Based on the book Denial: Holocaust History on Trial, DENIAL recounts Deborah E. Lipstadt’s (Academy Award® winner Rachel Weisz) legal battle for historical truth against David Irving (BAFTA nominee Timothy Spall), who accused her of libel when she declared him a Holocaust denier. In the English legal system, in cases of libel, the burden of proof is on the defendant, therefore it was up to Lipstadt and her legal team, led by Richard Rampton (Academy Award® nominee Tom Wilkinson), to prove the essential truth that the Holocaust occurred.
“The Armenian and Jewish communities have a shared historical pain. Our religions may be different, but our stories are the same. Families broken apart and slaughtered in campaigns of ethnic cleansing that took millions of lives from us, an uprooting of a people and a way of life, our survival and that we have not only survived but thrived, and a vow to remember and never forget,” commented Arsine Kaloustian, Florida Armenians Editor and Chair of Armenian Genocide Commemoration, Inc. “We also share the vigilance against any denial of these atrocities, which makes the theme of the film so relevant for both communities,” she added.
The commemorative event will be featured in this weeks Sun-Sentinel Jewish Journal.
The program will begin with a catered welcome reception, while a multi-panel presentation on prejudice and genocide created by students from Palm Beach Central High School will be on public display. Local Armenian and Jewish community leaders will then deliver brief remarks and discuss the importance of the film. After the film screening, the evening will conclude with an interfaith candlelit prayer service from local religious leaders.
“We human beings, created in the divine image, have a Godly responsibility to speak out and act against the atrocity of the extermination of any people because of their race, religion, or ethnicity. Too often people are complicit in their silence against those who would deny such a holocaust. The lessons of history must be studied and learned so that we might chart a better course for humanity. It does not do justice to our Godly responsibilities to ignore, deny, or reframe human history,” stated Rabbi Robert A. Silvers of Congregation B’nai Israel.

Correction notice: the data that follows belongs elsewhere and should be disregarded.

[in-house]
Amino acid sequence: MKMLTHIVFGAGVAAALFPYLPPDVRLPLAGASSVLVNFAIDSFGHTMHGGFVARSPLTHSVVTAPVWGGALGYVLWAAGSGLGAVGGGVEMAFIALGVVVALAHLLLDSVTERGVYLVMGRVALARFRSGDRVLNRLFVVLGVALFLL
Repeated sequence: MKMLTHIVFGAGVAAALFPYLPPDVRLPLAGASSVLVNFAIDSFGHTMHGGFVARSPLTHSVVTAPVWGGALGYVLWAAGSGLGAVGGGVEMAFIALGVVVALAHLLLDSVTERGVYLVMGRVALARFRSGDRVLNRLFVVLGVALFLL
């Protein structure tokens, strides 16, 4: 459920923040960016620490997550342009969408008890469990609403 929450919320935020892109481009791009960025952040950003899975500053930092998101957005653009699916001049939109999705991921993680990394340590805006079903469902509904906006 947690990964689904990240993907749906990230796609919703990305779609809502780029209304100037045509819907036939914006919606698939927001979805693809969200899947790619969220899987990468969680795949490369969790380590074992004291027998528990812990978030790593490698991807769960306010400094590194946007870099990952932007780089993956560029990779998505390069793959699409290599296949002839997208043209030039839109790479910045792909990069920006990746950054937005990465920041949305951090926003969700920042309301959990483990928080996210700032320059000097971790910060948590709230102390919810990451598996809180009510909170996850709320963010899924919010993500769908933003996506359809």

The event is free and open to the public. Members of the media are also invited to participate. Space is limited and RSVP is required. Please register online at: www.rememberthem.eventbrite.com.
About the Organizers:
Armenian Genocide Commemoration, Inc. (AGC) is a 501(c)(3) non-profit organization whose purpose is to observe and commemorate the Armenian Genocide of 1915 when the Ottoman Turkish Empire systematically annihilated 1.5 million Armenians through a campaign of ethnic cleansing, as well as raise public awareness of all genocides. AGC is responsible for planning and executing all Armenian Genocide related activities within Palm Beach, Broward and Miami-Dade counties.
Founded in 1989, Congregation B’nai Israel is now considered one of the landmark reform congregations in the country. With nearly 1,000 families, a religious school serving over 600 students, and early childhood programs considered one of the finest in the nation, Congregation B’nai Israel, or CBI, is more than just a synagogue. It is a thriving and connected Jewish community, joyfully inspired by tradition and passionately committed to worship, study and repairing the world.